compromises. we have laid out proposals. we made it $1 trillion in cuts but we are waiting to hear about one penny, just one penny for deficit-reduction from closing the tax loophole. a lot of these provisions of the tax code reward companies that ship jobs overseas. let's end them right now. oil and gas companies have told us that they don't made those subsidies for the purpose of having incentives to drill. let's take that now toward deficit-reduction. again, everyone can talk about how we have not laid out every dollar here but we have been on record supporting cuts. we have not heard one republican here to talk about one penny from the revenue side by closing tax loopholes. we look forward to that day when we can get a balanced approach, thank you mr. chairman. >> i have been asked to include two letters into the record.
sequester paid for with reductions in the oil fees. is recognized for five minutes. >> president obama son of the budget control act which was not ideal but it shared the burden of production. defense spending took its share of cuts. unfortunately, the version we marked up to that changes the rules of sequestration. it chooses panettiere hardware over america's seniors. the pentagon tribes over poverty programs. the choice was wrong. what i am doing here with this amendment will protect access to vital health care services for seniors and people with disabilities. it will insure that physicians, nurses, home health care aides,
hospitals, clinics, and many other health-care professionals will be able to continue to provide critical services to these vulnerable populations. to pay for preventing the sequester cuts to medicare for just one year, my amendment close as wasteful tax breaks for oil and gas companies. i have been here all day with all of you and i thought i would share something i found out. we first passed oil and gas subsidies in 1916. my 104-year-old grandmother was a young girl at that time and it was the right thing to do. it was a very risky venture and we want to grow our on energy and we need to figure out ways to transport it and how to refinance. it was the right thing to do but in doing my research i found out that the reagan administration in the 1980's tried to pursue what was believed to be a more
neutral and last extortionary energy tax policy. the administration opposes using tax laws to promote oil and gas development, renewable energy forces or can -- unconventional ignoble views. they believe that high oil prices would be enough to spur the economic levels of investment. it went on to say in this report that congress took out a number of the tax -- allowed a number of the tax breaks to expire. with that spirit in mind, i think we can look at what we have done with oil and gas revenues. just today, it came out that exxonmobil topped the fortune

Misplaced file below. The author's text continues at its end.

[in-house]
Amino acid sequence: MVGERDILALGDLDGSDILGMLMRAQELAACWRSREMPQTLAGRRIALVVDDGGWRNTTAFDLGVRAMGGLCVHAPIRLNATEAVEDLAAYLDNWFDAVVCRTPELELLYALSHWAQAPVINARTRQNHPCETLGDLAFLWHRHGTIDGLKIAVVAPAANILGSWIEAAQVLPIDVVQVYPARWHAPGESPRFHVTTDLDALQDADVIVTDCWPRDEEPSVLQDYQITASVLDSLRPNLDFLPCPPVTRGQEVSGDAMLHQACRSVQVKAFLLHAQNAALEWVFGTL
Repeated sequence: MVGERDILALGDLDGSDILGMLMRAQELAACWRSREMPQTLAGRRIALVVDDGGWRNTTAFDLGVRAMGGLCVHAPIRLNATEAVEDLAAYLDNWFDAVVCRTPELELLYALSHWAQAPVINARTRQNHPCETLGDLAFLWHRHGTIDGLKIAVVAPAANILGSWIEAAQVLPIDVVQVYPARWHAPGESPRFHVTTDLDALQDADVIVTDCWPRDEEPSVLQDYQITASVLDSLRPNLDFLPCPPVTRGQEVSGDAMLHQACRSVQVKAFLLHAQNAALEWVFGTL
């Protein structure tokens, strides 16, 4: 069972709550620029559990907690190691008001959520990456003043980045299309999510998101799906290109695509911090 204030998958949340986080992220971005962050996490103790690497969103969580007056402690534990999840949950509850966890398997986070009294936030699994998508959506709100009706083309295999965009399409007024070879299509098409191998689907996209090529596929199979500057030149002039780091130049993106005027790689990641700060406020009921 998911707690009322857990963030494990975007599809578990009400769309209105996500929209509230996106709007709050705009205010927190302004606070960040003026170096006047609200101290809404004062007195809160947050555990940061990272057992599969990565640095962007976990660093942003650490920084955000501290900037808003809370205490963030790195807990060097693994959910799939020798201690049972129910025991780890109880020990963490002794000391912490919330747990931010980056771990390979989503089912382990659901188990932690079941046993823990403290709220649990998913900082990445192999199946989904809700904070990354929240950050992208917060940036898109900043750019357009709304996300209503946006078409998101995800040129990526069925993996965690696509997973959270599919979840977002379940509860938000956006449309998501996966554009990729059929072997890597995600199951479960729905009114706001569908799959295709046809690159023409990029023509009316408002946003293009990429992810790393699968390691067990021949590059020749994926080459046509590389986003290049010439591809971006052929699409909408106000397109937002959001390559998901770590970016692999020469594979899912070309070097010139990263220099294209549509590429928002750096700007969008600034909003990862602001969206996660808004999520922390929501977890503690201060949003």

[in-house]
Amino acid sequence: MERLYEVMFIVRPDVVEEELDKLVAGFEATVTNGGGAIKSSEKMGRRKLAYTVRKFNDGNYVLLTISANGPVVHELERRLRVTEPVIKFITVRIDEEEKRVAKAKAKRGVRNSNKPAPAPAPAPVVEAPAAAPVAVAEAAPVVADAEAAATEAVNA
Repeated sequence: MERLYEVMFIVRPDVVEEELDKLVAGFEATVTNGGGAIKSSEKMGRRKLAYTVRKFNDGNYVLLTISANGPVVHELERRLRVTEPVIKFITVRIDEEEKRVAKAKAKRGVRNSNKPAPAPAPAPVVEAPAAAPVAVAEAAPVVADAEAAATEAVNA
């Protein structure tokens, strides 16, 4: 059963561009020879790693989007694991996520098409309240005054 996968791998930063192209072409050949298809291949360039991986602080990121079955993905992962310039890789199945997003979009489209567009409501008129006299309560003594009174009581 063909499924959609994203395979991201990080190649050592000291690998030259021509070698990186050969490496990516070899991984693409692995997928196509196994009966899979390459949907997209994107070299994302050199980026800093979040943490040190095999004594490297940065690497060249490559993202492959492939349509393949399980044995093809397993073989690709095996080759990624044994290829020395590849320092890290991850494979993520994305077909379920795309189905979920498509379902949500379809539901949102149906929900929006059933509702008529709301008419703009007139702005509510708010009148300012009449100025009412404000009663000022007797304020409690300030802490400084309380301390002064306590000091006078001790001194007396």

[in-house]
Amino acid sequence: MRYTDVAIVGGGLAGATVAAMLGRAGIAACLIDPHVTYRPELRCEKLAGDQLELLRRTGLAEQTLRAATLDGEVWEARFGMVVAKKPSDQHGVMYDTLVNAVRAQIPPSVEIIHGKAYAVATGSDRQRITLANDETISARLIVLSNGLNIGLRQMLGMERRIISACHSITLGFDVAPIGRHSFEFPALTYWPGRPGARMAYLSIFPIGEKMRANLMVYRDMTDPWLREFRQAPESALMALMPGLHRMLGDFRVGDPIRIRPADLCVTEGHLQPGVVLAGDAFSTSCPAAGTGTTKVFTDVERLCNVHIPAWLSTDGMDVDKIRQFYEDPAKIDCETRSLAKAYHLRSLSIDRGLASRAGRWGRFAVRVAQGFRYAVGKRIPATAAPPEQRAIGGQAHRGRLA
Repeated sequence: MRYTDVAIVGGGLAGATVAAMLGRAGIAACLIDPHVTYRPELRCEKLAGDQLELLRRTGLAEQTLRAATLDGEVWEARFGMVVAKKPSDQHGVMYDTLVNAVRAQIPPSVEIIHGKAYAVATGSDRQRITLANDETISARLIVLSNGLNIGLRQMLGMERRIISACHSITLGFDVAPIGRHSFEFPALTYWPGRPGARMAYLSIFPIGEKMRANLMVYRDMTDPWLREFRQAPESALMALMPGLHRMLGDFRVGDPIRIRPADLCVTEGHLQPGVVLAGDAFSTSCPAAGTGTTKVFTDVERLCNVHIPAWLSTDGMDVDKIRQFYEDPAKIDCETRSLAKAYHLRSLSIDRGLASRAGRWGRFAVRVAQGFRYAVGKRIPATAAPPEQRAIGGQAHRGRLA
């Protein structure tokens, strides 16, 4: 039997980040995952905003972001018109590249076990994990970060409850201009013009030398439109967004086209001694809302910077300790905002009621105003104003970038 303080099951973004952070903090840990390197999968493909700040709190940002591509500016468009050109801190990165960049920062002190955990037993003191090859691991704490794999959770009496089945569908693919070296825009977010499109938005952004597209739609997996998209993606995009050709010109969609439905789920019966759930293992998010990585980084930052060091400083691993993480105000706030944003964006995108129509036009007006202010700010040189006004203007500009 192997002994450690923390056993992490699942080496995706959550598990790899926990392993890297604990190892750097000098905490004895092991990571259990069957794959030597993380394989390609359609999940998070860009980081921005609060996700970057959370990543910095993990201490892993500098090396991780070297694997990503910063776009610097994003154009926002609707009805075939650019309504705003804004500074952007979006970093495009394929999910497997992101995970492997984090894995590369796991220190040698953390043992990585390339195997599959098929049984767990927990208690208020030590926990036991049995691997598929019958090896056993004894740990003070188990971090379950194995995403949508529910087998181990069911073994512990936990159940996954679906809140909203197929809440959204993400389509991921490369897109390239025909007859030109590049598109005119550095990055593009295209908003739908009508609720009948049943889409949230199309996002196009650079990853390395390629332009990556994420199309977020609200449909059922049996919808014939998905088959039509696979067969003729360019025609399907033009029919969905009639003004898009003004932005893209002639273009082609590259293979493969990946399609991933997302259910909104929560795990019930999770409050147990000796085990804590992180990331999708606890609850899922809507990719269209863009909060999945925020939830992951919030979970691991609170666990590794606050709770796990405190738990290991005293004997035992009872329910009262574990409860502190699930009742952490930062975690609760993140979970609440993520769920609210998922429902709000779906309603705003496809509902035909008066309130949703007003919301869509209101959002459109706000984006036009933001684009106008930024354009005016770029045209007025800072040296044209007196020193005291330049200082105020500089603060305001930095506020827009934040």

500 list. the five biggest oil companies, record profits, were more than $1 trillion over the past decade. the exxon profits were up for 35% which is good. in 2011 from 2010, totaling 35%. $41.5 billion. chevron and, "phillips were number 3 and 4. they have had a good year. at the same time these oil companies are raking in record profits, home care health organizations are on a financial break because the medicare low reimbursement rate we know medicare does not pay the cost of the service that is provided. home health care aides are nervous because the cut from the sequestered may push their organizations off a financial clout. they will find themselves out of work for it when the states are out of work, they are not providing care to seniors to
stay healthy and in their homes and active. ultimately, these health care organizations can no longer hire or pay personnel to provide quality health care to to the cuts that are going to take place today here. many seniors will be transferred to nursing homes in more costly settings and that will cost taxpayers more money. when the choice for me is keeping unnecessary tax credit for oil companies at the top portion five of the company's or insuring our seniors have access to the care they need, i know my choice will be. it will be for helping seniors stay in their home and helping them stay healthy. this amendment is about choices. it is about the choice we will make today. are we going to work to protect seniors to provide access for services or are we going to protect petroleum profits? i would ask people to seriously consider this amendment in
preventing unnecessary cuts to our senior health care which will lead to fewer services being provided because providers will be crowded out. they will not be able to afford it. with that, i would like to yield five minutes to mr. ryan of ohio. >> i know we have many members want to speak on this so i will not take the entire five minutes but it is important as we talk about medicare to recognize that it is not a real simple solution to say we will make all these cuts in medicare without recognizing the complexities of the health-care system. seeing how these cuts would play out and it sounds too good to be true, it usually is. the simple solution of just making cuts will fix the entire medicare program -- i think that sounds too good to be true and it is because the issue we have with medicare is very complex and part of it has to do with a lot of people in old rust belt states like ohio and